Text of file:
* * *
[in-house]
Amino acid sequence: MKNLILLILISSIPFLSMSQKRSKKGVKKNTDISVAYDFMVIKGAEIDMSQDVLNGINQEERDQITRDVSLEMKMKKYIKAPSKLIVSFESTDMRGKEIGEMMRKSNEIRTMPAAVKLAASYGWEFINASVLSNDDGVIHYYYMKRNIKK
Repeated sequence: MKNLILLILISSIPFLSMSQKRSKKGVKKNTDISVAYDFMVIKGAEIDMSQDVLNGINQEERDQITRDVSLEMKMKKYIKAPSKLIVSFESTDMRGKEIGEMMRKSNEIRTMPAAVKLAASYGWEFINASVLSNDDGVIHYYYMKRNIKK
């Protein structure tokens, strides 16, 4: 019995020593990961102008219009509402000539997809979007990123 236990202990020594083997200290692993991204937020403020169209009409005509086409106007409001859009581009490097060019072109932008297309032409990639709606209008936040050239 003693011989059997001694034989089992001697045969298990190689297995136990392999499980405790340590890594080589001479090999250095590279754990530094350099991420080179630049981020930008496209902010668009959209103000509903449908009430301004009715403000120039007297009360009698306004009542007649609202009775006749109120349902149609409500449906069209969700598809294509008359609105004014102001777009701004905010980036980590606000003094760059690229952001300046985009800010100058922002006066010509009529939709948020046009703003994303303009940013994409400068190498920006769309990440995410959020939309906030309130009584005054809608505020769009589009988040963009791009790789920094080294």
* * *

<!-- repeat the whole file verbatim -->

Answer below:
[in-house]
Amino acid sequence: MKNLILLILISSIPFLSMSQKRSKKGVKKNTDISVAYDFMVIKGAEIDMSQDVLNGINQEERDQITRDVSLEMKMKKYIKAPSKLIVSFESTDMRGKEIGEMMRKSNEIRTMPAAVKLAASYGWEFINASVLSNDDGVIHYYYMKRNIKK
Repeated sequence: MKNLILLILISSIPFLSMSQKRSKKGVKKNTDISVAYDFMVIKGAEIDMSQDVLNGINQEERDQITRDVSLEMKMKKYIKAPSKLIVSFESTDMRGKEIGEMMRKSNEIRTMPAAVKLAASYGWEFINASVLSNDDGVIHYYYMKRNIKK
């Protein structure tokens, strides 16, 4: 019995020593990961102008219009509402000539997809979007990123 236990202990020594083997200290692993991204937020403020169209009409005509086409106007409001859009581009490097060019072109932008297309032409990639709606209008936040050239 003693011989059997001694034989089992001697045969298990190689297995136990392999499980405790340590890594080589001479090999250095590279754990530094350099991420080179630049981020930008496209902010668009959209103000509903449908009430301004009715403000120039007297009360009698306004009542007649609202009775006749109120349902149609409500449906069209969700598809294509008359609105004014102001777009701004905010980036980590606000003094760059690229952001300046985009800010100058922002006066010509009529939709948020046009703003994303303009940013994409400068190498920006769309990440995410959020939309906030309130009584005054809608505020769009589009988040963009791009790789920094080294």